Oak Hill (Va.) moves on to semifinals at DICK'S Nationals despite fighting off rust

Oak Hill (Va.) moves on to semifinals at DICK'S Nationals despite fighting off rust

Geico High School Nationals

Oak Hill (Va.) moves on to semifinals at DICK'S Nationals despite fighting off rust


Oak Hill's Devontae Shuler #20 shoots a free throw against Mater Dei during a high school basketball game in the Hoophall Classic at Springfield College on Monday, January 18, 2016 in Springfield, MA. (AP Photo/Gregory Payan)

Oak Hill’s Devontae Shuler (Photo: Gregory Payan, Associated Press)

MIDDLE VILLAGE, N.Y. — Oak Hill Academy (Mouth of Wilson, Va.) went nearly three weeks without practice before finally getting into the gym for a double session Monday in advance of the DICK’S Sporting Goods High School Nationals, and the Warriors felt the effects Thursday in a quarterfinal against Wasatch Academy (Mt. Pleasant, Utah).

Oak Hill allowed an 11-0 run to start the game and then a 9-0 run in the second half, but quickly — and explosively — found its groove after both rallies for an 81-64 victory at Christ The King.

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The Warriors (43-1) will await the winner of Findlay Prep (Henderson, Nev.) and Miller Grove (Lithonia, Ga.) in Friday’s semifinal at Christ The King. The championship game will be held Saturday at Madison Square Garden.

Oak Hill coach Steve Smith said it was “not ideal,” timewise because the boarding school had shut down for spring break, but he still managed to squeeze in four practices before the Nationals.

Smith could have brought the team back before Easter, but elected to have the players spend the holiday with their families. After the team shot 3-for-16 in the first quarter, it was clear Oak Hill was shaking off some rust.

“I’m sure that’s a lot of it,” Smith said. “We hadn’t played in close to a month and we hadn’t practiced in 17 days, so I wouldn’t expect us to look sharp sharp, but I would hope we start a little better (Friday) than we did (Thursday).”

Oak Hill has become a tournament regular, with four second-place finishes in the last eight years to its credit, while Wasatch was making its first appearance in the prestigious event.

Tigers coach Curtis Condie stressed toughness was the key against Oak Hill.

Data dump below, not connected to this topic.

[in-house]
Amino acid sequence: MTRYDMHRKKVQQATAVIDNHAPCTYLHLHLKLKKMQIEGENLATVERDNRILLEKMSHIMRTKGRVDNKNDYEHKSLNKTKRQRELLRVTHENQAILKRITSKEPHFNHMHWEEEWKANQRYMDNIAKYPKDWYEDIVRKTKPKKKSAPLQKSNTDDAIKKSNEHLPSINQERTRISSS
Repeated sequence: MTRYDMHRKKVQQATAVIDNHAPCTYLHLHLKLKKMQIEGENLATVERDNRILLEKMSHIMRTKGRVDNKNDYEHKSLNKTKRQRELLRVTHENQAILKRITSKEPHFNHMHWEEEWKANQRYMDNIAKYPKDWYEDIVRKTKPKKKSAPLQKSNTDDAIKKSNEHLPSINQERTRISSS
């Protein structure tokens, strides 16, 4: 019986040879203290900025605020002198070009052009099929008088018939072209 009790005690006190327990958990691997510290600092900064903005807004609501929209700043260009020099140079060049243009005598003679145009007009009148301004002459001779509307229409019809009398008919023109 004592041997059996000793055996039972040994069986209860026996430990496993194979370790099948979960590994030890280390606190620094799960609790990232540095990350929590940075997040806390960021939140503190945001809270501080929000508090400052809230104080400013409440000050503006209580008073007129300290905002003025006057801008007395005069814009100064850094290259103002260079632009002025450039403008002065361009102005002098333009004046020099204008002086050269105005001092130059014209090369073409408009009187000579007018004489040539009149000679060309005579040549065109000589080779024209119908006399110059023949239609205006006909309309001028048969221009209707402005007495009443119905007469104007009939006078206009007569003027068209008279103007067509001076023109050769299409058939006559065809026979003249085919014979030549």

“It just wasn’t our day today,” Condie said after the loss. “We needed to be the toughest team on defense, the toughest team in rebounding, and then the toughest team holding onto the ball. But when you give up 15 offensive rebounds, you’re not going to win many games.”

The loss capped an emotional year for Wasatch (29-4), which lost its head coach Geno Morgan in July after he unexpectedly died in his sleep at the age of 49.

“This has been a great year for these guys. It’s been a tough year,” Condie said, putting his arm around Tigers junior Jeff Baradziej. “They lost their coach (in July), and they were very tight-knit guys.”

Baradziej interjected to point out that Morgan would’ve turned 50 on Thursday.

Wasatch showed flashes of dominance, but ultimately could not outlast the height and depth of Oak Hill. Five Warriors players scored in double figures, including Devontae Shuler, who hit for 13 off the bench.

Virginia Tech-bound 6-9 center Khadim Sy recorded the only double-double of the game with 13 points and 10 rebounds. “I’m so happy because my teammates are always pushing me,” said Sy. “If I’m stuck, they’re trying to give me the ball all the time because they trust me on the end to take the ball inside and do what I’ve got to do to help the score to go up.”

Junior Lindell Wiggington said the team’s struggles to open the first and third quarters were reminders that it can’t let up at any point in the game. “We’ve got to have effort every time we step on the court,” said Wiggington, who finished with a game-high 17 points.

Smith joked that, as much depth as the Warriors currently have, they were even deeper in the fall. Oak Hill lost seniors Harry Giles — a Duke signee and the nation’s top recruit — and Penn State-bound Joe Hampton for the season with ACL tears.


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